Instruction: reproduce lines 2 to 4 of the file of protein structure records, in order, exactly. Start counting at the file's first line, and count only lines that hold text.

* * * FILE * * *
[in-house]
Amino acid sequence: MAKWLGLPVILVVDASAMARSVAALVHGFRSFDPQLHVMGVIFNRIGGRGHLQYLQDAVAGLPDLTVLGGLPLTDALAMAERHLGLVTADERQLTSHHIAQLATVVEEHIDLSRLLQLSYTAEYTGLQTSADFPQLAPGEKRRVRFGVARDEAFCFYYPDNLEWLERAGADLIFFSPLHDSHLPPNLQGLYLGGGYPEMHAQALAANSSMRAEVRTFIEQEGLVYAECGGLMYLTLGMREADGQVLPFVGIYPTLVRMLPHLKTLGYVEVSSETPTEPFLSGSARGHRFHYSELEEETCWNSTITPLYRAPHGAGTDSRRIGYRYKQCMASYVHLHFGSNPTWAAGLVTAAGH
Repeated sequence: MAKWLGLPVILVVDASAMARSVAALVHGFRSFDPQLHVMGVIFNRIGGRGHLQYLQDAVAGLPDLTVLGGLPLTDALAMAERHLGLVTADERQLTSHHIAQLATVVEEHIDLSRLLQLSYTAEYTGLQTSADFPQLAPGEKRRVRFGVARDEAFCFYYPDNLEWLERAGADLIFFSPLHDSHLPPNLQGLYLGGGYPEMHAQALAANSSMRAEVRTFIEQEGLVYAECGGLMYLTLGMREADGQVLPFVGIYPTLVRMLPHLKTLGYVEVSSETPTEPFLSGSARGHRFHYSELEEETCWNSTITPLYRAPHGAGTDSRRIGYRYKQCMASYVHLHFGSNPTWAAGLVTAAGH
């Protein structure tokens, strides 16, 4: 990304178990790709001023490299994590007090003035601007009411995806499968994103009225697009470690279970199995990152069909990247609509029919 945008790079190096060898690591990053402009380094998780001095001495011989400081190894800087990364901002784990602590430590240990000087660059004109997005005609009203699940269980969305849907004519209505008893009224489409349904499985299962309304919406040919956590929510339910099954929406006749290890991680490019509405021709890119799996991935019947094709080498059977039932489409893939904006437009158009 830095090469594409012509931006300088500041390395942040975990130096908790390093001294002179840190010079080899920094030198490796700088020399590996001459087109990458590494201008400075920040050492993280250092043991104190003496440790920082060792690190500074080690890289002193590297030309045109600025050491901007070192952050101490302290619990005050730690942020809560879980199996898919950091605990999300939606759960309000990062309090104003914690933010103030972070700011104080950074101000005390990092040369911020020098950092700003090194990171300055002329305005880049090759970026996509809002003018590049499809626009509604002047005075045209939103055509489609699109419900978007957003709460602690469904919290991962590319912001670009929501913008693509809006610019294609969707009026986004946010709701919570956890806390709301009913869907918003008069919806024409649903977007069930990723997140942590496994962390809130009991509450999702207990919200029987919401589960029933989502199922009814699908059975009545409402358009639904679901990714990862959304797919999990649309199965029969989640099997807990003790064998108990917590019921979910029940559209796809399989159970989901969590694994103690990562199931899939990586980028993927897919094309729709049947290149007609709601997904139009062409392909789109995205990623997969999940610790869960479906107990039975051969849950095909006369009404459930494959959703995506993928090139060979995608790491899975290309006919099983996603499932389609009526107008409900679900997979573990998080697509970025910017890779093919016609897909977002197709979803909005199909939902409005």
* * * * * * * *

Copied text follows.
Amino acid sequence: MAKWLGLPVILVVDASAMARSVAALVHGFRSFDPQLHVMGVIFNRIGGRGHLQYLQDAVAGLPDLTVLGGLPLTDALAMAERHLGLVTADERQLTSHHIAQLATVVEEHIDLSRLLQLSYTAEYTGLQTSADFPQLAPGEKRRVRFGVARDEAFCFYYPDNLEWLERAGADLIFFSPLHDSHLPPNLQGLYLGGGYPEMHAQALAANSSMRAEVRTFIEQEGLVYAECGGLMYLTLGMREADGQVLPFVGIYPTLVRMLPHLKTLGYVEVSSETPTEPFLSGSARGHRFHYSELEEETCWNSTITPLYRAPHGAGTDSRRIGYRYKQCMASYVHLHFGSNPTWAAGLVTAAGH
Repeated sequence: MAKWLGLPVILVVDASAMARSVAALVHGFRSFDPQLHVMGVIFNRIGGRGHLQYLQDAVAGLPDLTVLGGLPLTDALAMAERHLGLVTADERQLTSHHIAQLATVVEEHIDLSRLLQLSYTAEYTGLQTSADFPQLAPGEKRRVRFGVARDEAFCFYYPDNLEWLERAGADLIFFSPLHDSHLPPNLQGLYLGGGYPEMHAQALAANSSMRAEVRTFIEQEGLVYAECGGLMYLTLGMREADGQVLPFVGIYPTLVRMLPHLKTLGYVEVSSETPTEPFLSGSARGHRFHYSELEEETCWNSTITPLYRAPHGAGTDSRRIGYRYKQCMASYVHLHFGSNPTWAAGLVTAAGH
């Protein structure tokens, strides 16, 4: 990304178990790709001023490299994590007090003035601007009411995806499968994103009225697009470690279970199995990152069909990247609509029919 945008790079190096060898690591990053402009380094998780001095001495011989400081190894800087990364901002784990602590430590240990000087660059004109997005005609009203699940269980969305849907004519209505008893009224489409349904499985299962309304919406040919956590929510339910099954929406006749290890991680490019509405021709890119799996991935019947094709080498059977039932489409893939904006437009158009 830095090469594409012509931006300088500041390395942040975990130096908790390093001294002179840190010079080899920094030198490796700088020399590996001459087109990458590494201008400075920040050492993280250092043991104190003496440790920082060792690190500074080690890289002193590297030309045109600025050491901007070192952050101490302290619990005050730690942020809560879980199996898919950091605990999300939606759960309000990062309090104003914690933010103030972070700011104080950074101000005390990092040369911020020098950092700003090194990171300055002329305005880049090759970026996509809002003018590049499809626009509604002047005075045209939103055509489609699109419900978007957003709460602690469904919290991962590319912001670009929501913008693509809006610019294609969707009026986004946010709701919570956890806390709301009913869907918003008069919806024409649903977007069930990723997140942590496994962390809130009991509450999702207990919200029987919401589960029933989502199922009814699908059975009545409402358009639904679901990714990862959304797919999990649309199965029969989640099997807990003790064998108990917590019921979910029940559209796809399989159970989901969590694994103690990562199931899939990586980028993927897919094309729709049947290149007609709601997904139009062409392909789109995205990623997969999940610790869960479906107990039975051969849950095909006369009404459930494959959703995506993928090139060979995608790491899975290309006919099983996603499932389609009526107008409900679900997979573990998080697509970025910017890779093919016609897909977002197709979803909005199909939902409005």